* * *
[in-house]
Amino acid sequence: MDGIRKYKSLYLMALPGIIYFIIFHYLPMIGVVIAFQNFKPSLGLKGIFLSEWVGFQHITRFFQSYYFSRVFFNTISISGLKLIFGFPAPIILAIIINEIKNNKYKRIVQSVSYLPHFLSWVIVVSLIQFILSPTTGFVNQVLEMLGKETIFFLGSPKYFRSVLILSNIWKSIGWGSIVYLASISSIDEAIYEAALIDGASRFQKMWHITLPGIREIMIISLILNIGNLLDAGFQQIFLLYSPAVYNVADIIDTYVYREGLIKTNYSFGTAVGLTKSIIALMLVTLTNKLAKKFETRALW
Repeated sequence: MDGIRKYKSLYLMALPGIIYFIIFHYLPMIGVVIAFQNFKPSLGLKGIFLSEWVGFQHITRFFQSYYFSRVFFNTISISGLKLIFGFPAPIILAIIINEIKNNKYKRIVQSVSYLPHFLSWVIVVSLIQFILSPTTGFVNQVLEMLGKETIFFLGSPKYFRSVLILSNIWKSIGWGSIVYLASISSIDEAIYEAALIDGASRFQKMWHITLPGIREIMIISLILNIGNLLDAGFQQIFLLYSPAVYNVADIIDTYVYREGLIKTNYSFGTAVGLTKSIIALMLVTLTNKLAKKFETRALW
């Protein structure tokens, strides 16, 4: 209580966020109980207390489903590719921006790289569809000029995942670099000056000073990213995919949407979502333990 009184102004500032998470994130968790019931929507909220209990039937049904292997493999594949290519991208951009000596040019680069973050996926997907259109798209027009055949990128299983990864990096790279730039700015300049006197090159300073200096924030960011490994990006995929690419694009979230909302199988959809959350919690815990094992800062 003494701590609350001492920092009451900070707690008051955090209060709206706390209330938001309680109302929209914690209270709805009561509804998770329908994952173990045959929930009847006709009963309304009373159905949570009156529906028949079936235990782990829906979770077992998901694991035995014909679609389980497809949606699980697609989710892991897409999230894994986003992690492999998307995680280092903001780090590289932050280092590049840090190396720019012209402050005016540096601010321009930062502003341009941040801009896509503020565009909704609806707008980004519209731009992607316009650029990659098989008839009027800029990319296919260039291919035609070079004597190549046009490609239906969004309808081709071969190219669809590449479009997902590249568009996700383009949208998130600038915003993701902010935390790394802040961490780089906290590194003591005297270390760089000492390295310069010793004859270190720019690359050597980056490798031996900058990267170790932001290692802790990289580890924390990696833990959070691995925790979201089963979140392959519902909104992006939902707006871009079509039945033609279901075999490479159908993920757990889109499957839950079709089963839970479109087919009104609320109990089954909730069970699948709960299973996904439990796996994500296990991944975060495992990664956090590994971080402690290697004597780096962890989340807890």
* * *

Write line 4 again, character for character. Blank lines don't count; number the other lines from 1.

């Protein structure tokens, strides 16, 4: 209580966020109980207390489903590719921006790289569809000029995942670099000056000073990213995919949407979502333990 009184102004500032998470994130968790019931929507909220209990039937049904292997493999594949290519991208951009000596040019680069973050996926997907259109798209027009055949990128299983990864990096790279730039700015300049006197090159300073200096924030960011490994990006995929690419694009979230909302199988959809959350919690815990094992800062 003494701590609350001492920092009451900070707690008051955090209060709206706390209330938001309680109302929209914690209270709805009561509804998770329908994952173990045959929930009847006709009963309304009373159905949570009156529906028949079936235990782990829906979770077992998901694991035995014909679609389980497809949606699980697609989710892991897409999230894994986003992690492999998307995680280092903001780090590289932050280092590049840090190396720019012209402050005016540096601010321009930062502003341009941040801009896509503020565009909704609806707008980004519209731009992607316009650029990659098989008839009027800029990319296919260039291919035609070079004597190549046009490609239906969004309808081709071969190219669809590449479009997902590249568009996700383009949208998130600038915003993701902010935390790394802040961490780089906290590194003591005297270390760089000492390295310069010793004859270190720019690359050597980056490798031996900058990267170790932001290692802790990289580890924390990696833990959070691995925790979201089963979140392959519902909104992006939902707006871009079509039945033609279901075999490479159908993920757990889109499957839950079709089963839970479109087919009104609320109990089954909730069970699948709960299973996904439990796996994500296990991944975060495992990664956090590994971080402690290697004597780096962890989340807890």